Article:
Making meaningful consumer involvement a reality

At Cochrane UK and Cochrane Ireland’s annual symposium this week, a large group of people interested in exploring consumer involvement in Cochrane came together for a workshop, facilitated by Cochrane’s Consumer Engagement Officer Richard Morley. In the first of two blogs on this, Sarah Chapman gives a taste of what was discussed. 

Producing and sharing health evidence that is relevant and usable needs healthcare consumers to be involved in doing this. Consumers? It’s a term used in Cochrane for a wide range of people including patients or people with lived experience of a condition, caregivers and family members (you can read more about the debate around the names in this blog).

Cochrane has always been committed to consumer involvement but, like every other area of our work, the nature of it is ever-evolving. As we came together at our Cochrane UK and Cochrane Ireland symposium yesterday, there was an opportunity for some in-depth discussion at a workshop to exchange ideas on how we can make meaningful consumer involvement a reality.

Current uncertainties

Richard Morley, Cochrane’s Consumer Engagement Officer, explains the background to the workshop:

“Cochrane is committed to the involvement of healthcare consumers in the production of its evidence. The Statement of Principles for Consumer Involvement in Cochrane sets out the organization’s commitment to meaningful involvement throughout the review production and dissemination cycle. There is a growing network of consumers involved in Cochrane. Recent changes to the Cochrane Peer Review policy have reinforced the role of consumers in the production of evidence.

While there is a growing number of examples of ways in which consumers have had meaningful involvement in the review production cycle, there is still uncertainty within the community about how best to do this.  There are uncertainties around the way that we recruit, engage and report this involvement. This session will explore what is needed for improving our involvement practice so that we can turn our intention into reality.”

It’s good to talk

Here’s a taste of some of the discussion at the workshop and the resources shared.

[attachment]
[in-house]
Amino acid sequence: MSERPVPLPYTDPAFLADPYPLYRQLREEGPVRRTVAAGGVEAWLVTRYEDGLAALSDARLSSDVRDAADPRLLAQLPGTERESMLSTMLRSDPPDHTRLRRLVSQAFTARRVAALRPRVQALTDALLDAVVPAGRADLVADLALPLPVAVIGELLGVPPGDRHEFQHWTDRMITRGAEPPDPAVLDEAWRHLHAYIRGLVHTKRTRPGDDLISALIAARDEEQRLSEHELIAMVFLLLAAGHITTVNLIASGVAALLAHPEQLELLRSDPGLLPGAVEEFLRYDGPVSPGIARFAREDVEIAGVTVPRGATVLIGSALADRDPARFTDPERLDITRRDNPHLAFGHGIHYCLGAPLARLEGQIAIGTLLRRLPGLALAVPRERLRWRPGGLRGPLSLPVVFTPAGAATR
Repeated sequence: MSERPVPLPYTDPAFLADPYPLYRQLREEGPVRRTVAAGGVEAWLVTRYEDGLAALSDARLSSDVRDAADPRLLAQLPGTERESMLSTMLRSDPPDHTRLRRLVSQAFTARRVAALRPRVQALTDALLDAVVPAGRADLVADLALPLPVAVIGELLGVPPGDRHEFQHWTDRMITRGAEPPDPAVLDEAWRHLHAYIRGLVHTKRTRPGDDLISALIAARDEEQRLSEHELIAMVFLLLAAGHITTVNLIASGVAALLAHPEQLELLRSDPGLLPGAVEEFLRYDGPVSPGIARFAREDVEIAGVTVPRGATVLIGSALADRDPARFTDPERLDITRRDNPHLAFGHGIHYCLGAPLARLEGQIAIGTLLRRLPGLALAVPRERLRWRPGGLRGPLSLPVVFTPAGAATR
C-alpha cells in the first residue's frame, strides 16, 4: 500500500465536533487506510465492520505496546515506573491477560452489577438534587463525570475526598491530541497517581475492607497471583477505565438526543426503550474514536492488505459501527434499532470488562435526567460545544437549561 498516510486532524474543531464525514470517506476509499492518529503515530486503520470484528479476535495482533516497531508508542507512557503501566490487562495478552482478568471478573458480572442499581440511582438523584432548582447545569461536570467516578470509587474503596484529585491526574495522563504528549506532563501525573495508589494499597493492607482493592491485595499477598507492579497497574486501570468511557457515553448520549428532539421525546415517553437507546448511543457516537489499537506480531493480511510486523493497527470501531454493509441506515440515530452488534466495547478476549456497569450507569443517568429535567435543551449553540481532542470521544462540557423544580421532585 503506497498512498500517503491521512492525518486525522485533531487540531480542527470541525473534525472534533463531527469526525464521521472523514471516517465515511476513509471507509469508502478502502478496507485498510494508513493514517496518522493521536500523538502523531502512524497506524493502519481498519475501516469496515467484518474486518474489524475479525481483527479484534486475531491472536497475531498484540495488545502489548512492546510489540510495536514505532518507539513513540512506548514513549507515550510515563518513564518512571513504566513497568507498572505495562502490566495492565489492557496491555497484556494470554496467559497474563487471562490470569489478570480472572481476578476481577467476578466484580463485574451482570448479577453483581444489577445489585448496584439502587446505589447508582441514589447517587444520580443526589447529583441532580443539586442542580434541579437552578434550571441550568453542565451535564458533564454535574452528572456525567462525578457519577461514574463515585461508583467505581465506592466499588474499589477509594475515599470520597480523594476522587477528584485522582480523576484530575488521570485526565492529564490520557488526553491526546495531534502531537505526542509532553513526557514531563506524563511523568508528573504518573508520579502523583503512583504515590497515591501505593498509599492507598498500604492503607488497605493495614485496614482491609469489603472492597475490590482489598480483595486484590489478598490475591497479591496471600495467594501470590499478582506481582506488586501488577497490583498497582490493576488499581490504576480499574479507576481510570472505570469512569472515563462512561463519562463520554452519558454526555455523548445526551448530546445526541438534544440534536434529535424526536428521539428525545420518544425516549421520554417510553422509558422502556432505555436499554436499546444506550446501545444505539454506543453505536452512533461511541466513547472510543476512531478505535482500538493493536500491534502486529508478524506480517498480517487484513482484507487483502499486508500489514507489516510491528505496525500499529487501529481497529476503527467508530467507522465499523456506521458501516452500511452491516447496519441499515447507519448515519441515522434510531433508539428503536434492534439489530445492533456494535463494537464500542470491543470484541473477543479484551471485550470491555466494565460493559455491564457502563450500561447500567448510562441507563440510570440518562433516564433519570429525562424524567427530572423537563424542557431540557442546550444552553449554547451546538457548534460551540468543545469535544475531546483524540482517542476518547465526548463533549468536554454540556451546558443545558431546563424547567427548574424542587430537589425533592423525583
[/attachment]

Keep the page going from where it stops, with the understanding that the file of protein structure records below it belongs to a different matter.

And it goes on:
We agreed about the value for Cochrane Reviews of harnessing the different facets of ‘lived experience’; it’s not ‘just’ about patient/consumer perspectives, and indeed many of us wear more than one hat.

Other matters were more difficult. Conversations ranged from ideological to practical aspects of meaningful consumer involvement. Kit Byatt gave a flavour of this: “Great discussion happening in the consumer workshop including health democracy, letting go the author ‘power’ of systematic reviews a little, variability of consumer comments on reviews, leadership and mandates for involvement + more”.

silhouette of heads

Conversations ranged from ideological to practical aspects of consumer involvement

We didn’t shy away from challenge, such as how we can build trust and relationships amongst these groups. Sally Crowe raised a question that has particularly given me pause for thought, striking because it seems important but rarely (if ever?) talked about. What, she asks, can we do for people in times of crisis, who may have more difficulty accessing information in those circumstances?

Another important issue raised was the influence of geography and culture on priorities, which might perhaps require regionally adjusted agendas – or other accommodations.

We also discussed what would make a difference to involvement in individual reviews, in Review Groups, and in peer review. Richard will gather up the suggestions made on these and other things and share them in a blog to follow this one.

What do people need to support involvement?